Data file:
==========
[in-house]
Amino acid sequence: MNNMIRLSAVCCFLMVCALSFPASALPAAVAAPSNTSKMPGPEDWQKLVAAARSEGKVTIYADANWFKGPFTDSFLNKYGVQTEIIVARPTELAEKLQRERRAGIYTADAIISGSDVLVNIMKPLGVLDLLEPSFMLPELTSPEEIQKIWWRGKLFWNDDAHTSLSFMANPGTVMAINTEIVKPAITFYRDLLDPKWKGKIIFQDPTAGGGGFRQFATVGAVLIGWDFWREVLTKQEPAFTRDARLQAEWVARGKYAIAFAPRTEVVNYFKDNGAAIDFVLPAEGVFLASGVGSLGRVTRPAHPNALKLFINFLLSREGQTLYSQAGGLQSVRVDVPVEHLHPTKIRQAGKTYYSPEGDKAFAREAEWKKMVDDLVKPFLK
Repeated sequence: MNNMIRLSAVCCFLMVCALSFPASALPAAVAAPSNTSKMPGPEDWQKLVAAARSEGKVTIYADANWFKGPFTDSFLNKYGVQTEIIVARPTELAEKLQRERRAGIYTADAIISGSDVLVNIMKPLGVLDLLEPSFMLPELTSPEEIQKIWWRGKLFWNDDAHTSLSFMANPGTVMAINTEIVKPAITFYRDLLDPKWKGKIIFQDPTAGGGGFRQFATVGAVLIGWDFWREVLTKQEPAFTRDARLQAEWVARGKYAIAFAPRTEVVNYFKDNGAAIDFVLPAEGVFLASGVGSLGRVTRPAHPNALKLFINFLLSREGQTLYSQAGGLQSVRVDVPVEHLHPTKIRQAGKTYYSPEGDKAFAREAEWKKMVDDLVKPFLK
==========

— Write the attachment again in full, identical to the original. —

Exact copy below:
[in-house]
Amino acid sequence: MNNMIRLSAVCCFLMVCALSFPASALPAAVAAPSNTSKMPGPEDWQKLVAAARSEGKVTIYADANWFKGPFTDSFLNKYGVQTEIIVARPTELAEKLQRERRAGIYTADAIISGSDVLVNIMKPLGVLDLLEPSFMLPELTSPEEIQKIWWRGKLFWNDDAHTSLSFMANPGTVMAINTEIVKPAITFYRDLLDPKWKGKIIFQDPTAGGGGFRQFATVGAVLIGWDFWREVLTKQEPAFTRDARLQAEWVARGKYAIAFAPRTEVVNYFKDNGAAIDFVLPAEGVFLASGVGSLGRVTRPAHPNALKLFINFLLSREGQTLYSQAGGLQSVRVDVPVEHLHPTKIRQAGKTYYSPEGDKAFAREAEWKKMVDDLVKPFLK
Repeated sequence: MNNMIRLSAVCCFLMVCALSFPASALPAAVAAPSNTSKMPGPEDWQKLVAAARSEGKVTIYADANWFKGPFTDSFLNKYGVQTEIIVARPTELAEKLQRERRAGIYTADAIISGSDVLVNIMKPLGVLDLLEPSFMLPELTSPEEIQKIWWRGKLFWNDDAHTSLSFMANPGTVMAINTEIVKPAITFYRDLLDPKWKGKIIFQDPTAGGGGFRQFATVGAVLIGWDFWREVLTKQEPAFTRDARLQAEWVARGKYAIAFAPRTEVVNYFKDNGAAIDFVLPAEGVFLASGVGSLGRVTRPAHPNALKLFINFLLSREGQTLYSQAGGLQSVRVDVPVEHLHPTKIRQAGKTYYSPEGDKAFAREAEWKKMVDDLVKPFLK